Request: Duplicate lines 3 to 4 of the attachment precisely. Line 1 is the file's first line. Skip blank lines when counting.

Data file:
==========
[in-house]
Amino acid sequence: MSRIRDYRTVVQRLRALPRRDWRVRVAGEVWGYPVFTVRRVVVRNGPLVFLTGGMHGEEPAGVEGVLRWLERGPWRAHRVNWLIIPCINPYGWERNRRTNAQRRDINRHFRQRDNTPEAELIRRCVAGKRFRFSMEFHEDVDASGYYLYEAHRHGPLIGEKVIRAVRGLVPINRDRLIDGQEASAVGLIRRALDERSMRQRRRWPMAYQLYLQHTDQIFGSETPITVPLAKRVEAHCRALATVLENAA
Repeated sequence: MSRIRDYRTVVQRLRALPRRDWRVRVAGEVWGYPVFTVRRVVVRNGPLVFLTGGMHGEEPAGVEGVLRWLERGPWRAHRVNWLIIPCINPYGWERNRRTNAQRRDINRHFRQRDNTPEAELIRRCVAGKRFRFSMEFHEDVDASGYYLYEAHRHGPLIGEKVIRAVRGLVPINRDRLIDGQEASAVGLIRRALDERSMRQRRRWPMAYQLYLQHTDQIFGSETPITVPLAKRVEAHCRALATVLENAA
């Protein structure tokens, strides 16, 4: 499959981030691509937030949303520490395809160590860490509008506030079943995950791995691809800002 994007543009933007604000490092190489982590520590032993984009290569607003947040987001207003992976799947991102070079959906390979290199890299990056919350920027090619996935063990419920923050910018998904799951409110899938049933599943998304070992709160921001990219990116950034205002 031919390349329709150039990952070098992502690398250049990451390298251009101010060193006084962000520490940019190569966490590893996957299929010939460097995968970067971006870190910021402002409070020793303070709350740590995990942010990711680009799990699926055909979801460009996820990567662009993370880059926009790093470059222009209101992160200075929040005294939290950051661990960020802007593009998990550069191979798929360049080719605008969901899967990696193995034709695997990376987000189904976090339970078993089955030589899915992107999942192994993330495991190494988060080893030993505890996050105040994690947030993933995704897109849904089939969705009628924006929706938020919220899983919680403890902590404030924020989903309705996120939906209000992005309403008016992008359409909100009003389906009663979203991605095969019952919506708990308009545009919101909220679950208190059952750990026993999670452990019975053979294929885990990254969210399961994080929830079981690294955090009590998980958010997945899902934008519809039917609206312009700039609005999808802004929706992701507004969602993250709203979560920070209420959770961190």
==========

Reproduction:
Repeated sequence: MSRIRDYRTVVQRLRALPRRDWRVRVAGEVWGYPVFTVRRVVVRNGPLVFLTGGMHGEEPAGVEGVLRWLERGPWRAHRVNWLIIPCINPYGWERNRRTNAQRRDINRHFRQRDNTPEAELIRRCVAGKRFRFSMEFHEDVDASGYYLYEAHRHGPLIGEKVIRAVRGLVPINRDRLIDGQEASAVGLIRRALDERSMRQRRRWPMAYQLYLQHTDQIFGSETPITVPLAKRVEAHCRALATVLENAA
């Protein structure tokens, strides 16, 4: 499959981030691509937030949303520490395809160590860490509008506030079943995950791995691809800002 994007543009933007604000490092190489982590520590032993984009290569607003947040987001207003992976799947991102070079959906390979290199890299990056919350920027090619996935063990419920923050910018998904799951409110899938049933599943998304070992709160921001990219990116950034205002 031919390349329709150039990952070098992502690398250049990451390298251009101010060193006084962000520490940019190569966490590893996957299929010939460097995968970067971006870190910021402002409070020793303070709350740590995990942010990711680009799990699926055909979801460009996820990567662009993370880059926009790093470059222009209101992160200075929040005294939290950051661990960020802007593009998990550069191979798929360049080719605008969901899967990696193995034709695997990376987000189904976090339970078993089955030589899915992107999942192994993330495991190494988060080893030993505890996050105040994690947030993933995704897109849904089939969705009628924006929706938020919220899983919680403890902590404030924020989903309705996120939906209000992005309403008016992008359409909100009003389906009663979203991605095969019952919506708990308009545009919101909220679950208190059952750990026993999670452990019975053979294929885990990254969210399961994080929830079981690294955090009590998980958010997945899902934008519809039917609206312009700039609005999808802004929706992701507004969602993250709203979560920070209420959770961190």